Picture Perfect: The World’s Most Iconic Landmarks

Picture Perfect: The World’s Most Iconic Landmarks


It’s almost impossible to come up with a list of the world’s most iconic landmarks without listing into the hundreds, but at alpharooms we love a challenge. Across the world there are iconic structures which tell the story not only of themselves but of the city and the people they represent, with many people booking holidays with us for those reasons alone.

From the Eiffel Tower to the Pyramids of Giza, to even the likes of the Globe Theatre or Abbey Road Studios which have had a huge impact on British culture, we flock to see them to create an unforgettable memory.

After plenty of agonizing, we’ve shortlisted our five favourite landmarks which you simply have to visit.

The Statue of Liberty, New York

The Statue of Liberty is perhaps the most recognisable landmark on earth. Located on Liberty Island in the heart of New York Harbor, the statue was a gift to the USA from France, built by Gustave Eiffel and dedicated on October 28 1886.

The statue can be visited by boats leaving Battery Park and Liberty State Park, and information across the island tells of its fascinating story. The statue is a representation of Libertas, the Roman goddess of liberty and embodies the idea of freedom and the American dream.

Construction for the statue summed up its meaning to US people with the people raising $102,000 from all walks of life. Joseph Pulitzer printed the names of every contributor in New York World, and the effects of their generosity is still being felt to the millions of New Yorkers and tourists who gaze up in awe at it every day.

Grand Bazaar, Istanbul

The Grand Bazaar is the world’s most visited tourist attraction with 91 million people visiting it each year, providing essential income for the city of Istanbul. However, whilst it may be entertaining tourists mostly today, it’s been providing a valuable service to the city for over 500 years.

The market has a staggering 61 covered streets and is a must visit on any holiday to Turkey, particularly for those looking for a few trinkets to remind you of this fabulous country.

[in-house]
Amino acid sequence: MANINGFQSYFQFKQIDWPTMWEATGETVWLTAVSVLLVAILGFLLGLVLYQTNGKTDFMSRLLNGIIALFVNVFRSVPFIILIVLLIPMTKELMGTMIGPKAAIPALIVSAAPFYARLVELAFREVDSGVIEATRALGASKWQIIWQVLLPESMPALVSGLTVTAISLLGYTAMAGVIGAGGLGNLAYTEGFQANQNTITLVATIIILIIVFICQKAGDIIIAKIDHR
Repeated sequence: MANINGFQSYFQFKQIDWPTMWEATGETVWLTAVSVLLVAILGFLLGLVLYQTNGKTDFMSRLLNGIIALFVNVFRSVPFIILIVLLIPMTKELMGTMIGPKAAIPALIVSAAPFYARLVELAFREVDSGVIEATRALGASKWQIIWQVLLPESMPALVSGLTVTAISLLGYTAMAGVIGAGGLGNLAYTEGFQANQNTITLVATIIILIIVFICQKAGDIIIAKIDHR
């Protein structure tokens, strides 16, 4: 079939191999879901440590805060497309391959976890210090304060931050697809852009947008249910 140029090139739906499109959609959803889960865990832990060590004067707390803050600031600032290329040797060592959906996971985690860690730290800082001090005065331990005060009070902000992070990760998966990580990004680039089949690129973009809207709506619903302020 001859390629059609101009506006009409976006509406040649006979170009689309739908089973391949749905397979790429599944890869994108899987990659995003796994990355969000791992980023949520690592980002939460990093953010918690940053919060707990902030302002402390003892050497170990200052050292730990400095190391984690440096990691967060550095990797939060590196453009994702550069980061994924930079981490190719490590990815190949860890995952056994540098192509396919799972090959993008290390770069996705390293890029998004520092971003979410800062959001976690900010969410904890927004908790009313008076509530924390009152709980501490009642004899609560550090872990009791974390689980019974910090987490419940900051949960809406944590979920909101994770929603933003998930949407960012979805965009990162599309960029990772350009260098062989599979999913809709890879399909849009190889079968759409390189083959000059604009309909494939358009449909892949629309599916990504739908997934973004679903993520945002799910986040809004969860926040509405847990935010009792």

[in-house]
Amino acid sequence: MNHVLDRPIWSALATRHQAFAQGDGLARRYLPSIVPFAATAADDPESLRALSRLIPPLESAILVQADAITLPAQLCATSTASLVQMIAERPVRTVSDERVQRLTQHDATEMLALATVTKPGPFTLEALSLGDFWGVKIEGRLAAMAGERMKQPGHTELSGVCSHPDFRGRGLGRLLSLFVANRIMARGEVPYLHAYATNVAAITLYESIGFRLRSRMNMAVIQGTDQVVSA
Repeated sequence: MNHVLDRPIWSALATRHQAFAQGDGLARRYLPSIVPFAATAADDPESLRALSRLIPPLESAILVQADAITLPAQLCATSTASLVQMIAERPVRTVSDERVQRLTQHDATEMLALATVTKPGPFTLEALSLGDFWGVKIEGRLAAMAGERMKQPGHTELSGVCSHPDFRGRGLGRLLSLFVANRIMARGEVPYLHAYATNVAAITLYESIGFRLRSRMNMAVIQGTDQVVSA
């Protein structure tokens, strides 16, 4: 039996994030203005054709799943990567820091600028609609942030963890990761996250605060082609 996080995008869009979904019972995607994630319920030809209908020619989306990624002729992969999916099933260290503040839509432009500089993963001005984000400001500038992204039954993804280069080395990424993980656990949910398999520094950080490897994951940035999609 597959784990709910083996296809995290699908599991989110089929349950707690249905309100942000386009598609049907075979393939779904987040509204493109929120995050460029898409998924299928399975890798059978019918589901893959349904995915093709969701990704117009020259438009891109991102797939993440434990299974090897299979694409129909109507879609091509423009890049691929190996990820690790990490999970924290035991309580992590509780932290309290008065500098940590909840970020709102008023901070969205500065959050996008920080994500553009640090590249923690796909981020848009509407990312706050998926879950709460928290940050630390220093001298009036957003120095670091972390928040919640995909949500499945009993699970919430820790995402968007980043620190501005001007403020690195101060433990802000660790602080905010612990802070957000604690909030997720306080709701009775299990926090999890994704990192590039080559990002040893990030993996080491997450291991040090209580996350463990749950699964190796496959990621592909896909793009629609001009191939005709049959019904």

Construction began in 1455 and took until 1730 to be completed into the sprawling complex it is today, full of stalls selling textiles, leather, jewellery, and shoes, amongst many other things.

St. Basil’s Cathedral, Moscow

There are many famous cathedrals throughout the world. There’s St Paul’s of course, Westminster Abbey, Notre Dame, Hagia Sophia in Istanbul. But none quite match up to St Basil’s in Moscow’s infamous Red Square.

Now a museum, the building was designed to look like nothing else with its bold colours and shape which is reminiscent of a bonfire rising into the sky. Consecrated in 1561, the magnificent colours of the building didn’t get added until the 1680s through to 1848 creating the iconic image we see today.

The museum allows tourists to wander its halls viewing the galleries that are just as impressive as the exterior décor before walking out onto Red Square and view all the other incredible buildings in the Russian capital.

Christ the Redeemer, Rio de Janeiro

The city of Rio de Janeiro is a city fuelled on a carnival atmosphere. The Copacabana is awash with people enjoying the sun whilst the bars – and indeed streets – regularly have people dancing the evenings away. Overlooking this is Jesus Christ, stood at the top of the Corcovado Mountain.

Built in 1931 by French sculptor Paul Landowski, the art deco statue is around 30 metres tall and is a symbol for the Brazilian’s faith in God.

Not only is the statue itself incredibly impressive but the views from the top of the 2,300ft mountain are simply unbeatable, looking right out to Sugarloaf Mountain and the South Atlantic.

Sagrada Familia, Barcelona

Another cathedral to make the list, Sagrada Famila is incredibly unique for a variety of reasons, the main being it may never be completed despite sitting on the Carrer de Sardenya since 1882.

Designed by iconic Spanish architect Antoni Gaudi the church is a UNESCO World Heritage Site and is perhaps Gaudi’s finest piece of work in the city. Upon his death in 1926, work on the basilica was less than a quarter complete and over the years it has continued to be worked on in aim for completion.

However, that just adds to its story, and one that can’t be missed on a trip to Barcelona. Visitors can now visit the nave, crypt, and the Passion and Nativity towers as well as a museum which tells the tale of this incredible building.


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